Troubleshooting Q&A - December 18, 2003
Troubleshooting the Basics – Equipment Failure
When networking problems inevitably pop up, it can be all too easy to forget that faulty equipment can be the source of your trouble. Save yourself some time and frustration by doing a quick check on the cables and your hardware before narrowing in on potential software issues.
By Ron Pacchiano
Q. The other day I was setting up a PC for a new associate at our company and had the most difficult time getting the PC onto our network. The first thing I had checked was to see if the Ethernet cable was in correctly and that I had a green Link light on the network adapter (which I did). I then proceeded to check the computer's TCP/IP configuration settings, updated the network drivers, and even went so far as to swap out the network adapter, yet I still couldn’t get it to login.
Finally, after over an hour of testing I decided to replace the Ethernet cable. To my surprise, the system booted right to a login prompt. After so much frustration, to have the problem corrected simply by replacing the Ethernet cable is infuriating. Particularly since the first thing I had checked for was to see that I had a solid LED on the network adapter. This brings me to my question: Why would the link LEDs be on solid if there was a faulty cable connecting the two Ethernet devices? I’d appreciate any insight you might have on this matter. Thank you!
A. Ah yes, welcome to the wonderful world of network troubleshooting — sometimes interesting, always frustrating. We have all been in a similar situation at one time or another, and I have nothing but empathy for the aggravation you experienced. Many network mysteries go unexplained; however, this one I think I might actually be able to shed a bit of light on.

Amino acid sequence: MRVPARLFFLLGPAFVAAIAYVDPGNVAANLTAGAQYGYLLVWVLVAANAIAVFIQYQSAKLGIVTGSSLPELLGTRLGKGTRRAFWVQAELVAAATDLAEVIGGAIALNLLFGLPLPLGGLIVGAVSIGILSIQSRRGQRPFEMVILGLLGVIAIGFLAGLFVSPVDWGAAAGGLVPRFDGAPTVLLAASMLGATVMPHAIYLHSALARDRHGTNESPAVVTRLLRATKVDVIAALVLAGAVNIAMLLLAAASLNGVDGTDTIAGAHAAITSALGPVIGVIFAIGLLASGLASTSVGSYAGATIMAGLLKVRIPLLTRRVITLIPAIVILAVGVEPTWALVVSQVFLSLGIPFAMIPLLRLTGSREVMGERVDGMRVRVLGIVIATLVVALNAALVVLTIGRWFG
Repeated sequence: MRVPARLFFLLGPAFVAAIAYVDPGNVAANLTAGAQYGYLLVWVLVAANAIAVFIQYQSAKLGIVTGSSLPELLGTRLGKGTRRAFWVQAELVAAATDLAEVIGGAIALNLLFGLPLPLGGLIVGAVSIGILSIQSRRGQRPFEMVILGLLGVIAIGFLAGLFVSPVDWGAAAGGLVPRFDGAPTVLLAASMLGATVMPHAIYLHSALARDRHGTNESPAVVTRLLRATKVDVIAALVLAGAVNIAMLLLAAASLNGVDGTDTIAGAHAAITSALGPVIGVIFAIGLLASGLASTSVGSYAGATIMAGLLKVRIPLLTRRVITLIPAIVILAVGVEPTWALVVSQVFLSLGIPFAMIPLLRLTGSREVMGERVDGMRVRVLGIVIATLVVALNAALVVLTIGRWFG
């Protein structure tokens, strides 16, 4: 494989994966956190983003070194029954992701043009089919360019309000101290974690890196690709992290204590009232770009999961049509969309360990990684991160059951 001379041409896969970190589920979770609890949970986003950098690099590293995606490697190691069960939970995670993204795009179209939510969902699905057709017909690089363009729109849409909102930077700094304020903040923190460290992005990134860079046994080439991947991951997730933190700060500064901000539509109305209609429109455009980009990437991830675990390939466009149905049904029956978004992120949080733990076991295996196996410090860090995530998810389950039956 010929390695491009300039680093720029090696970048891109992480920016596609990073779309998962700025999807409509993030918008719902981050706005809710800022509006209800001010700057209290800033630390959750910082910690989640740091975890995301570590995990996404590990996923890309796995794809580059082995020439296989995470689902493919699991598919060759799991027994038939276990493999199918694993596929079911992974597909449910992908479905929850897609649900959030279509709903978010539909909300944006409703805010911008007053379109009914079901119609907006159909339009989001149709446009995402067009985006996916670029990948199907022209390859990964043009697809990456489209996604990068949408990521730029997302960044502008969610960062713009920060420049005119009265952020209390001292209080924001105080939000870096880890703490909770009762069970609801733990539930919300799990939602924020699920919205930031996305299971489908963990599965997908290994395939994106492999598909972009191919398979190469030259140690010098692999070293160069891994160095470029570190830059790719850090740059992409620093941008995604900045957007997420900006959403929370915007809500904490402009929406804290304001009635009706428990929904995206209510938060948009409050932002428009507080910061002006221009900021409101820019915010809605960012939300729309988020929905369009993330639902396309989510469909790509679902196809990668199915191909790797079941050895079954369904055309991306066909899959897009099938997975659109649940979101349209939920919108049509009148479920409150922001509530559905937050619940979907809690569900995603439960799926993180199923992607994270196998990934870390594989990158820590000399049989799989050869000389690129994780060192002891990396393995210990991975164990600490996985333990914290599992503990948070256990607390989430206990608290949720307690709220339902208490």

As you are no doubt aware, a Solid Link Light typically indicates a good connection between two network devices. This is true regardless of whether you are connecting a PC to a hub/switch or linking a PC directly to another PC. But as you discovered, this is not always the case.
You see, 10BASET and 100BASE-TX Ethernet interfaces have two transmit pins (both + and -) and two receive pins (also + and -). The rest of the pins are unused. Positive (+) transmit pins must be connected to + receive pins and Negative (-) transmit pins must be connected to - receive pins. This is why this cable type is refereed to as a straight-through cable.
Hence when you see a solid link LED on two Ethernet devices (e.g. a network adapter and a switch) that are connected together, this indicates that the two transmit pins are connected to the correct two receive pins. It does NOT, however, guarantee that the cable has been constructed properly or that it will reliably transmit data. For example, the Ethernet standard specifies that the transmit pins be connected to corresponding receive pins with wires from the same twisted pair. It is certainly possible to connect a set of pins using one wire from one pair and another wire from a different pair.
The reason it is possible to get solid LINK LEDs and unreliable data transfers is that link determination is made with a link integrity test pulse that is transmitted at a much slower rate than the actual Ethernet signals that transfer data. It’s also interesting to note that broken, disconnected, improperly terminated (coax), or "mis-wired" cables are responsible for a large percentage of most LAN problems.